Public Opinion Shifts Toward Treating Drug Abuse as a Disease
Articles / Blog
04-15-14 Category: Drug Rehab

A recent report from the Pew Research Center has found a significant shift in public opinion toward treating addiction as a disease instead of a law enforcement issue, and a sense that legalization of marijuana might be inevitable. Sixty-seven percent of 1,821 people across the country who were surveyed said the government should focus more on providing treatment for users of illegal hard drugs such as heroin and cocaine instead of prosecuting them. The report, America’s New Drug Policy Landscape, was conducted in February, 2014.

The report says that 63 percent of those surveyed feel that shifting away from prosecution and mandatory drug sentences is a good thing. That’s a significant increase from 2001, when only 47 percent favored moving away from mandatory drug sentences. Just 26 percent think there should be greater emphasis on prosecuting illegal drug users.

This attitude shift is supported by more than half of virtually all demographic and partisan groups identified in the survey, although there are significant differences. More than three-quarters of Democrats (77 percent) want government to focus more on treatment, compared to 69 percent of Independents and 51 percent of Republicans. Among blacks, 81 percent support the shift, compared to 66 percent of whites and 61 percent of Hispanics.

Support is highest (77 percent) among people between the ages of 18 and 29, followed by those between the ages of 30 and 49 (68 percent) and 50 to 64 (66 percent). Support is lowest among those 65 or older, although 54 percent of those people still support a shift in focus from prosecution to treatment.

Who Won the War on Drugs?

The federal government is slowly reconsidering its approach to the “War on Drugs,” which was formally declared in 1971 by then-President Richard Nixon. Harsh zero-tolerance policies followed in the mid- to late-1980s, accompanied by mandatory drug sentencing and a rapid rise in rates of incarceration. A senior writer with the Pew Research Center says that while the federal government is talking about changing its policies, it is the states – most drug offenders are incarcerated in state facilities – that have been leaders in changing drug policy. Between 2009 and 2013, 40 states have eased up on drug laws to some extent. There are more than 1.3 million state prison inmates, and for about 17 percent of them, their most serious offense involved drugs.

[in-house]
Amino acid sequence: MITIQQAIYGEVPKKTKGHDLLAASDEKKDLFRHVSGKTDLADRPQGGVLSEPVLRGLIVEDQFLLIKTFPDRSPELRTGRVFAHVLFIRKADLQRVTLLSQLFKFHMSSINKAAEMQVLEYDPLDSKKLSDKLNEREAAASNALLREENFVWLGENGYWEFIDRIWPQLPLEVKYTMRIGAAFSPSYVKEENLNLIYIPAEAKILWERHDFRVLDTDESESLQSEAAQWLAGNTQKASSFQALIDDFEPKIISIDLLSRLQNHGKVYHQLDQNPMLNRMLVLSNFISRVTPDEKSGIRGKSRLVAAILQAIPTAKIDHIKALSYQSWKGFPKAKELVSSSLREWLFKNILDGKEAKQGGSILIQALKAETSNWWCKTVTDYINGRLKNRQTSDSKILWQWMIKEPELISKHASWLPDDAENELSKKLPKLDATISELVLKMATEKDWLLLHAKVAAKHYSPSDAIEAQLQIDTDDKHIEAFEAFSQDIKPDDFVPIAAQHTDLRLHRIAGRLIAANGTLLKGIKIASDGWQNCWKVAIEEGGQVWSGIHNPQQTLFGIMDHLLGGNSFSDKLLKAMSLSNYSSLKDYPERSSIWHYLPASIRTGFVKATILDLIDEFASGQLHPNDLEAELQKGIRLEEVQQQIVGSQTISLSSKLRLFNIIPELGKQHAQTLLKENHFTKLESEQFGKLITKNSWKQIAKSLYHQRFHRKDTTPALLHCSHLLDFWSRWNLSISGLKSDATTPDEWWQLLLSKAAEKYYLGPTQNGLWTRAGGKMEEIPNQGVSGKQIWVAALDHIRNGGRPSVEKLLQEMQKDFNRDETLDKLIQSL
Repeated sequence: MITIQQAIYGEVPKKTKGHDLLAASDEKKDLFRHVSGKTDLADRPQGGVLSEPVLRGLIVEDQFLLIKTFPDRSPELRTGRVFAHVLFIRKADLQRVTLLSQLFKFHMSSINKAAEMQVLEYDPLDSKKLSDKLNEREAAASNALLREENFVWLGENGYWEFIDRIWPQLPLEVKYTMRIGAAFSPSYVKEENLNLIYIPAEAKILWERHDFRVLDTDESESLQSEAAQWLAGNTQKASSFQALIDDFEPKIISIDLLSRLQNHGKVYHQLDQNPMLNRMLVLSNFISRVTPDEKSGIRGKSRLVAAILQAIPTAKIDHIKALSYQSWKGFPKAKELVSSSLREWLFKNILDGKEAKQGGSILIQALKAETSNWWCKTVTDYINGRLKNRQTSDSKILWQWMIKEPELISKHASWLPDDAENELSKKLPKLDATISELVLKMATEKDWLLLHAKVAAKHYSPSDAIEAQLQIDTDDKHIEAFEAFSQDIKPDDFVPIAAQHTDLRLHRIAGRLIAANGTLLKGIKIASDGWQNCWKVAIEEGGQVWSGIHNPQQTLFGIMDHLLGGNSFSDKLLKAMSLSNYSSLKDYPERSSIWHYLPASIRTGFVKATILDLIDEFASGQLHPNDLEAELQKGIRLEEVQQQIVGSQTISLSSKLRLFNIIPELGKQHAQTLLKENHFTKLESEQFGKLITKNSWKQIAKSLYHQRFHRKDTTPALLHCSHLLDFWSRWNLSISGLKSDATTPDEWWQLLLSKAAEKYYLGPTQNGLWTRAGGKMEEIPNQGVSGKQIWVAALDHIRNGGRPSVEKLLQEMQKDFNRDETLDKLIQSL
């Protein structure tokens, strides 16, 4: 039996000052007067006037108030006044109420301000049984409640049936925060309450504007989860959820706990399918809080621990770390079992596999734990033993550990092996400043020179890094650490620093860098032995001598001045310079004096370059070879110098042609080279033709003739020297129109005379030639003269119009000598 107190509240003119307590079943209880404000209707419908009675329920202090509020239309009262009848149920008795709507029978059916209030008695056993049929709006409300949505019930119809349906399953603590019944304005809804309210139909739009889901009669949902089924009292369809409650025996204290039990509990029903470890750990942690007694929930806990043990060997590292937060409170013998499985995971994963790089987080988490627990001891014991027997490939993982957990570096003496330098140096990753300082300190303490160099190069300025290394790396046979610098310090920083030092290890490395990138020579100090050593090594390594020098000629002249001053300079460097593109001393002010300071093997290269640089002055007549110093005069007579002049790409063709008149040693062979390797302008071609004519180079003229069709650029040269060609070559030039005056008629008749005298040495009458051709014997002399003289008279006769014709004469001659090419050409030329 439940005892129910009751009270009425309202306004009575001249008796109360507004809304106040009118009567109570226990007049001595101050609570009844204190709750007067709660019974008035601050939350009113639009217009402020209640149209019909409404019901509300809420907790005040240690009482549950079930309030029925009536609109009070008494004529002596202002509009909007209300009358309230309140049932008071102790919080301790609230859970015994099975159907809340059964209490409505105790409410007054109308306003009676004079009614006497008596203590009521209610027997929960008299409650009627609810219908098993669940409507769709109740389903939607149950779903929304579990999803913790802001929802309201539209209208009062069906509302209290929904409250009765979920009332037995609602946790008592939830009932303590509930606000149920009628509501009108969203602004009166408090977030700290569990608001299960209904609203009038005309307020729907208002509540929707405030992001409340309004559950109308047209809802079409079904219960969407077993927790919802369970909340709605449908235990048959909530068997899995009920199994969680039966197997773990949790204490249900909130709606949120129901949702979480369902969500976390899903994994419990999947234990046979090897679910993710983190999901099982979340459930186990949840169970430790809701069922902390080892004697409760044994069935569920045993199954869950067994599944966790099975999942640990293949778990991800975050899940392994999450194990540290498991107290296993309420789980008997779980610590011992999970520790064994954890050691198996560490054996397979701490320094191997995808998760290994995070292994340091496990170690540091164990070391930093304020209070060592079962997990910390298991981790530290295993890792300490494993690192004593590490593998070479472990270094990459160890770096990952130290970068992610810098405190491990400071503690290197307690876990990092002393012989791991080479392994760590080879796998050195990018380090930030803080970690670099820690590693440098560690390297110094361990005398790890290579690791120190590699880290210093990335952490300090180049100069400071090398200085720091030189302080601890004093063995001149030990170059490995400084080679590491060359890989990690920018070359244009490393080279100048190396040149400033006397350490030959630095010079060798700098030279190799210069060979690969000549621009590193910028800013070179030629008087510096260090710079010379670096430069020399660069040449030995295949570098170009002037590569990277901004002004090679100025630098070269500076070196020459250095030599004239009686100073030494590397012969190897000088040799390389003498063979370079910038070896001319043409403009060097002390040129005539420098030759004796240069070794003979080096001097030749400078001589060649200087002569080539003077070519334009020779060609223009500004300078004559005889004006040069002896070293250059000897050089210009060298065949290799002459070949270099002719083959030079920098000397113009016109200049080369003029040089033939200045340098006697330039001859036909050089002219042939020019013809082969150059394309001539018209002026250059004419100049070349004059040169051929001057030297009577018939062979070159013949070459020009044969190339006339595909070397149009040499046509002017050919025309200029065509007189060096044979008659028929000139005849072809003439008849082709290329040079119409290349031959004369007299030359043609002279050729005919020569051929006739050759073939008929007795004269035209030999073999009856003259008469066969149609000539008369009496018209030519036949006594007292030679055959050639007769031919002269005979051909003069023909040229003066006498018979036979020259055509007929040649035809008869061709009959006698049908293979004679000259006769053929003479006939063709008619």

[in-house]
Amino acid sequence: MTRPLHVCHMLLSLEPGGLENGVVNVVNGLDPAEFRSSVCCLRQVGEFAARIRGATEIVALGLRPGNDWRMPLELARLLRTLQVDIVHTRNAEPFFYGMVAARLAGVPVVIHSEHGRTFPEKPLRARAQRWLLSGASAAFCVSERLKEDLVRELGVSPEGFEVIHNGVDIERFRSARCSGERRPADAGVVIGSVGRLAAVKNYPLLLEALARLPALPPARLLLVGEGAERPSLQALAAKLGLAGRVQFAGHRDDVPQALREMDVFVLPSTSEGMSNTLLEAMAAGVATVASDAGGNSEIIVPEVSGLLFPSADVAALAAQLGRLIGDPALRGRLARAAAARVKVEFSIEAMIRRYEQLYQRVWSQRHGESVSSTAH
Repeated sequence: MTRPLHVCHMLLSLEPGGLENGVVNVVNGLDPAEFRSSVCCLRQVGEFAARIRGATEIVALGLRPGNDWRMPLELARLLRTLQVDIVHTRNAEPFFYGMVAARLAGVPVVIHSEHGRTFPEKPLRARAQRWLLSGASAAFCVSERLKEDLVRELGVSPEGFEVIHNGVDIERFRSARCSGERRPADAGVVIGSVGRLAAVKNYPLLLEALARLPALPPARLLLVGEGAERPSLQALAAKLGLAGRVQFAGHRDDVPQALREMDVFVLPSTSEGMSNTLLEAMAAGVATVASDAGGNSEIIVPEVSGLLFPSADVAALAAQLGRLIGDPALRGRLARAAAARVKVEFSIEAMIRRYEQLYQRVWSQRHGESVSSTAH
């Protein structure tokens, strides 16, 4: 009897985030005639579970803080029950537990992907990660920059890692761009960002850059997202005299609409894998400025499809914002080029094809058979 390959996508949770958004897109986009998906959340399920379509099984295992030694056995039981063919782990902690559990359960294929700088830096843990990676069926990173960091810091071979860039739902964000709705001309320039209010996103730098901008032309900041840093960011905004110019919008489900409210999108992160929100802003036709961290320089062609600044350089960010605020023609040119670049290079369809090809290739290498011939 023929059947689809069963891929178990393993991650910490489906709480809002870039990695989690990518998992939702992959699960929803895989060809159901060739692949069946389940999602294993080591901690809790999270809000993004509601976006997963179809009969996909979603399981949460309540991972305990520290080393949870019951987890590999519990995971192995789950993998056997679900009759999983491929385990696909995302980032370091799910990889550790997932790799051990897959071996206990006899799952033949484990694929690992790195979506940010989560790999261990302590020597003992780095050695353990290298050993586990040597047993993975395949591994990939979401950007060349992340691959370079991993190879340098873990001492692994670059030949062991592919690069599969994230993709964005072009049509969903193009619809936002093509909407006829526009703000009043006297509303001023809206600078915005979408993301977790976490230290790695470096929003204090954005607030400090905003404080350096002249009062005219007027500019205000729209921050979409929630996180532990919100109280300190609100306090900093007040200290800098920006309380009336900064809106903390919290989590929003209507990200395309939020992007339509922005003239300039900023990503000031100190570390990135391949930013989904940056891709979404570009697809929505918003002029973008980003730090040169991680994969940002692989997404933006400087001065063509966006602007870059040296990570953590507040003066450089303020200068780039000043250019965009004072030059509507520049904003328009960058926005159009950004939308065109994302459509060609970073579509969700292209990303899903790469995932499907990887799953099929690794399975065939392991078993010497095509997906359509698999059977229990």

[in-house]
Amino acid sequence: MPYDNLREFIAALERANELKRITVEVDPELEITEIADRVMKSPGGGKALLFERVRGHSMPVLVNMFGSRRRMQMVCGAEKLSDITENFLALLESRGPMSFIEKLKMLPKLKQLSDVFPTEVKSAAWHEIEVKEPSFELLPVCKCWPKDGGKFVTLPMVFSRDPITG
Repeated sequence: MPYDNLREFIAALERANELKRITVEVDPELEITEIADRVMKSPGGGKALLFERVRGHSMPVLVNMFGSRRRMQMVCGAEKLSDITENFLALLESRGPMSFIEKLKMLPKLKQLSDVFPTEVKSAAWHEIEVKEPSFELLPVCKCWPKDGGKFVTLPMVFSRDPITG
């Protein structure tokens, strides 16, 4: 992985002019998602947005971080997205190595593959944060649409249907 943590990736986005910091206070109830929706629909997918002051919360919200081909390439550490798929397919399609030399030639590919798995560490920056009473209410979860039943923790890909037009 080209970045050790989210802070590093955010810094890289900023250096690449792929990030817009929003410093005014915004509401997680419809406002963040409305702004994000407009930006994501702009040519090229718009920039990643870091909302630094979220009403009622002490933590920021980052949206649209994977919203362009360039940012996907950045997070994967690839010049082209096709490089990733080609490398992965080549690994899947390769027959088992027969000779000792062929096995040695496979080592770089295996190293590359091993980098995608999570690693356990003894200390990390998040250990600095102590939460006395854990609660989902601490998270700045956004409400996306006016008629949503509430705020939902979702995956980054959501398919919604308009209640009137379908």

Violent crime rates are down, public attitudes have changed, and both state and federal budgets have been cramped by the economic downturn of the so-called Great Recession. There are almost 200,000 federal prison inmates, and almost 50 percent of them are there for drug offense convictions, which may be part of the rationale for federal Attorney General Eric Holder’s public calls for reducing sentences for low-level drug offenders, and the apparent willingness to overlook legalization of marijuana by the states of Colorado and Washington.

Is Legalization of Marijuana Inevitable?

Whether or not they approve, three-quarters of those surveyed (75%) believe that the sale and use of marijuana will eventually be legalized nationally. Roughly the same proportion (76 percent, including 69 percent of Republicans and 79 percent of Democrats) said people convicted of possessing small amounts of marijuana should not have to go to jail. When asked whether alcohol or marijuana is a bigger danger, 69 percent said alcohol is a greater danger to people’s health, and 63 percent said alcohol is a greater danger to society.

As recently as 2009, most people (52 percent) said they did not think use of marijuana should be legal. However, 52 percent now favor legalization. In response to a separate question, 44 percent said it should be legalized for medical use, 39 percent said it should be legal for personal use, and just 16 percent opposed legalization.

Despite the mounting support for legalization – which has never been higher – more than half of those surveyed (54 percent) expressed concern that legalization would result in more underage people trying it. According to the most recent data from the federal Substance Abuse and Mental Health Services Administration (SAMHSA), almost 19 million people over the age of 12 (7.3 percent of the population) used marijuana in the month before the survey.

The survey found that if marijuana is legal, 83 percent of those surveyed would not be bothered if people used it in their own homes. That includes 60 percent of those who do not think it should be legal for personal or medicinal reasons. However, 63 percent would have a problem if people used marijuana in public. That includes a significant number (39 percent) of those who say personal use of marijuana by adults should be legal.

Public Perception of Drug Abuse as a Problem

Eighty-seven percent of those surveyed said that drug abuse is a crisis or a serious problem, down slightly from 90 percent in 2001. When asked about drug abuse as a local problem, more than one person in 10 (12 percent) said drug abuse is a crisis in their community, and 38 percent said it is a serious problem.

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